Health Care of the Aging: Trends, Dilemmas, and Prospects for the Year 2000

  • Robert H. Binstock
Conference paper


Improvements in mortality are not being accompanied by comparable improvements in morbidity among older persons. Consequently, increased longevity is sharply exacerbating a number of trends—in public policy, social structure, and particularly the costs of health care—that make it highly probable that the financing, delivery mechanisms, and use of health care resources in the United States will be drastically altered by the year 2000. As these alterations in the health care system unfold, old age is highly likely to be a focal point for a number of moral, financial, and social dilemmas. These dilemmas and their societal implications are explored in this chapter.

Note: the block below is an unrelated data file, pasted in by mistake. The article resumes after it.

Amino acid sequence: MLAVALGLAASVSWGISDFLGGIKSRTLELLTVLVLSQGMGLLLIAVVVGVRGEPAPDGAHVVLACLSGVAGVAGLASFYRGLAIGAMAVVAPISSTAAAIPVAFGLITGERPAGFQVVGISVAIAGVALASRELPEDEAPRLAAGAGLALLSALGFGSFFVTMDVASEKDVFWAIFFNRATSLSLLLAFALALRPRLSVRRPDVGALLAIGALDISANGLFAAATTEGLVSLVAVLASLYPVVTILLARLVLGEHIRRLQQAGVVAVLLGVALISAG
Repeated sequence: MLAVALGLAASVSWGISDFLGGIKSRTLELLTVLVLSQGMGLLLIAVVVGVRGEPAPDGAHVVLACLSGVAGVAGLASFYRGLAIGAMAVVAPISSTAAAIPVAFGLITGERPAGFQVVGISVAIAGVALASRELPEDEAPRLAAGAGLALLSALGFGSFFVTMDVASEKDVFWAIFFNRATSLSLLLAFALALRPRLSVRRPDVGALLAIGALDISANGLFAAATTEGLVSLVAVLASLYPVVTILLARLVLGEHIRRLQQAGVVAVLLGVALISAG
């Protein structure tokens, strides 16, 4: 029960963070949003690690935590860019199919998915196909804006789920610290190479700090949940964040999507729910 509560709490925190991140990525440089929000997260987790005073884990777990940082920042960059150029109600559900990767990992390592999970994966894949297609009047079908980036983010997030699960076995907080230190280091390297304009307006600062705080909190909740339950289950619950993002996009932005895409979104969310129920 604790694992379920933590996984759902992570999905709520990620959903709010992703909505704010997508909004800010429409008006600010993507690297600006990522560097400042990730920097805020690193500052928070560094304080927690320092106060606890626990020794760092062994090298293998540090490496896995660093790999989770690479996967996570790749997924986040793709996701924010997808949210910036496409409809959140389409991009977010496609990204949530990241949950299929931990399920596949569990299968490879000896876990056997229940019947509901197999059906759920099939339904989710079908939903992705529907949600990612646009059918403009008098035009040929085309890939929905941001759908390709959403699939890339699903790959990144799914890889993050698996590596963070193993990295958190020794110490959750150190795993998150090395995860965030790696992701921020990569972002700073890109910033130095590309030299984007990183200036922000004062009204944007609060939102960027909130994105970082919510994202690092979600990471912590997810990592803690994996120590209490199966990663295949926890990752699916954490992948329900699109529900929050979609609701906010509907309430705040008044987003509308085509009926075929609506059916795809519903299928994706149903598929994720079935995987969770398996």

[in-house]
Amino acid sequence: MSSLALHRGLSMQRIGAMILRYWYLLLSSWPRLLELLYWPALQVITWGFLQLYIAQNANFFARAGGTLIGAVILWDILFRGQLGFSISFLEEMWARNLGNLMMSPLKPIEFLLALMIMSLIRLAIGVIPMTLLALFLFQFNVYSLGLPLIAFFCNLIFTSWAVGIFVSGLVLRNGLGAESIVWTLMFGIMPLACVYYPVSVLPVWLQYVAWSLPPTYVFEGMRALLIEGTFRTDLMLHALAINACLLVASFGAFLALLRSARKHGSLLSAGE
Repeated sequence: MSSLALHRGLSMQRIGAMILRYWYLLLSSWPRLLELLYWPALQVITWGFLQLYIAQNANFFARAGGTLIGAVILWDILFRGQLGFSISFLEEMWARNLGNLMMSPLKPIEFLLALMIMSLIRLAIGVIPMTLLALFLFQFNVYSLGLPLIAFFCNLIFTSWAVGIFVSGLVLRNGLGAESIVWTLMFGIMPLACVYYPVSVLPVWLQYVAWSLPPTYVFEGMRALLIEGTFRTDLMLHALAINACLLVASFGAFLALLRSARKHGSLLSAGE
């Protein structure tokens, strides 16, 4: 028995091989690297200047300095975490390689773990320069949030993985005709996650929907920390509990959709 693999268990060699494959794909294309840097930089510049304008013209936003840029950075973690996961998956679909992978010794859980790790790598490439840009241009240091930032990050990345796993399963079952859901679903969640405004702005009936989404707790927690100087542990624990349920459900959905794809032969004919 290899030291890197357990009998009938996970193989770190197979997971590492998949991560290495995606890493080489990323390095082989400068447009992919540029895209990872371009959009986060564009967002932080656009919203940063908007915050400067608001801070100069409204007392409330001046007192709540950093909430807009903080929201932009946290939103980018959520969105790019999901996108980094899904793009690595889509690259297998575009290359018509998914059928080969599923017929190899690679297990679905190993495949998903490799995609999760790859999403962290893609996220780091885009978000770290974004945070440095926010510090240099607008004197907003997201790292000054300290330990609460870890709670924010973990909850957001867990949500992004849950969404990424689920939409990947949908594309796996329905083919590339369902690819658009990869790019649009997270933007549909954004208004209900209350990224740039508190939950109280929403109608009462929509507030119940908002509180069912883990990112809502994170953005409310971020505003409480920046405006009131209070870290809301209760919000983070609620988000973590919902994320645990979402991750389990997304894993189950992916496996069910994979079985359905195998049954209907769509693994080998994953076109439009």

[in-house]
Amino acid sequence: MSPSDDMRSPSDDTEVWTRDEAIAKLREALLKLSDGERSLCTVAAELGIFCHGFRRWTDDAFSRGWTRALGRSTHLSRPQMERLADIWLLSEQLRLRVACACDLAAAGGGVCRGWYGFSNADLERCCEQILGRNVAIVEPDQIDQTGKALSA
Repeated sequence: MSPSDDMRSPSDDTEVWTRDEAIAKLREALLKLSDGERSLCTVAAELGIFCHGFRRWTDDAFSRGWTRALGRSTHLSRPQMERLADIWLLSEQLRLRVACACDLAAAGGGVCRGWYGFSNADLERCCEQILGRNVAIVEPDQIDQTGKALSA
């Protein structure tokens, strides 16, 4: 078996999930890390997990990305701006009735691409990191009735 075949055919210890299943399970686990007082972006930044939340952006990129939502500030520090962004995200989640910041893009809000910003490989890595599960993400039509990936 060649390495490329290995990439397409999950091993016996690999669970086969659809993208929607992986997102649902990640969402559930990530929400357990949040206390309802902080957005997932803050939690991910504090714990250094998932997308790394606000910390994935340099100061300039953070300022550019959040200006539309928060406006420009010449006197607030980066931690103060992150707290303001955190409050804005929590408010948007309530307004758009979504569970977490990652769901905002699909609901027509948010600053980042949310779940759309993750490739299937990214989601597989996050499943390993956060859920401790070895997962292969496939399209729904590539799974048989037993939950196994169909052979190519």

During the past few years the media dramatically focused public concern on the so-called crisis in Social Security. Our attention was drawn to both short-term and longer-term issues. We were confronted with the immediate fact that the Social Security payroll tax was not yielding enough revenue to pay the Old Age and Survivors Insurance (OASI) benefits that were due during 1983. At the same time the public began to appreciate some of the possible implications of the “graying of America”—the demographic trends through which our populations will have increasingly larger absolute numbers and higher proportions of older persons in the years ahead. In particular, these demographic projections generated anxieties about our societal capacity to sustain Social Security retirement benefits in the 21st century when the “dependency ratio”—the proportion of workers to retired persons—is expected to fall sharply.


Social Security Health Care Expenditure Health Care Resource Gross National Product Home Equity 
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© Springer-Verlag New York Inc. 1985

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  • Robert H. Binstock

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